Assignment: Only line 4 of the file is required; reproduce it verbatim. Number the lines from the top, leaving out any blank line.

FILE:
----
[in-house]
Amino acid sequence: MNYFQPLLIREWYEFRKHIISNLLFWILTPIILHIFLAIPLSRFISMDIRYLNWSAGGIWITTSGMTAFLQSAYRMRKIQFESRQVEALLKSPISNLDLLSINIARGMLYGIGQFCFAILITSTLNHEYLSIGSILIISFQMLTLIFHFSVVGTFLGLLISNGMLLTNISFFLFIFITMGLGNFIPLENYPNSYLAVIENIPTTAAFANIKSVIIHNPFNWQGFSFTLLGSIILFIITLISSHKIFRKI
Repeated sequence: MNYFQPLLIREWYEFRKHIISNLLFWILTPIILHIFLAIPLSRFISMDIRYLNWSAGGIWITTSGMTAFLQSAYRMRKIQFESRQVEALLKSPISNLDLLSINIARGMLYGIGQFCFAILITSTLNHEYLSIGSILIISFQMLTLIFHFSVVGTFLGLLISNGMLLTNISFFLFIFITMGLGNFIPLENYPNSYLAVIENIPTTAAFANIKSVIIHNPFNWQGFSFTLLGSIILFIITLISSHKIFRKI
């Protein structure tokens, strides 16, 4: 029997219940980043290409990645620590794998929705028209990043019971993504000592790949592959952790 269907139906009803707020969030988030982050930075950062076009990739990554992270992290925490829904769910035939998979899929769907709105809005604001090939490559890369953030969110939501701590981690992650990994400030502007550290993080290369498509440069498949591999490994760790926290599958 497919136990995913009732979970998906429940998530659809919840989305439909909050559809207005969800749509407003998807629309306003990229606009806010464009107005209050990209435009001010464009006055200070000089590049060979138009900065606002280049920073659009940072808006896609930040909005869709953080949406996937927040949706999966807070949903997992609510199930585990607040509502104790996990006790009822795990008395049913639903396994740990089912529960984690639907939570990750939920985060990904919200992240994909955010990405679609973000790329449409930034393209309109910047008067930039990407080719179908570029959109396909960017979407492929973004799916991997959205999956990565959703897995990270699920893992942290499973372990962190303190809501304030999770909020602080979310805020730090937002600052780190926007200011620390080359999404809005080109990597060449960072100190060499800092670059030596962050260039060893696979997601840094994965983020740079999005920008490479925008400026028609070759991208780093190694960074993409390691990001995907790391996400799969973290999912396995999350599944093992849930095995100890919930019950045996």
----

């Protein structure tokens, strides 16, 4: 029997219940980043290409990645620590794998929705028209990043019971993504000592790949592959952790 269907139906009803707020969030988030982050930075950062076009990739990554992270992290925490829904769910035939998979899929769907709105809005604001090939490559890369953030969110939501701590981690992650990994400030502007550290993080290369498509440069498949591999490994760790926290599958 497919136990995913009732979970998906429940998530659809919840989305439909909050559809207005969800749509407003998807629309306003990229606009806010464009107005209050990209435009001010464009006055200070000089590049060979138009900065606002280049920073659009940072808006896609930040909005869709953080949406996937927040949706999966807070949903997992609510199930585990607040509502104790996990006790009822795990008395049913639903396994740990089912529960984690639907939570990750939920985060990904919200992240994909955010990405679609973000790329449409930034393209309109910047008067930039990407080719179908570029959109396909960017979407492929973004799916991997959205999956990565959703897995990270699920893992942290499973372990962190303190809501304030999770909020602080979310805020730090937002600052780190926007200011620390080359999404809005080109990597060449960072100190060499800092670059030596962050260039060893696979997601840094994965983020740079999005920008490479925008400026028609070759991208780093190694960074993409390691990001995907790391996400799969973290999912396995999350599944093992849930095995100890919930019950045996």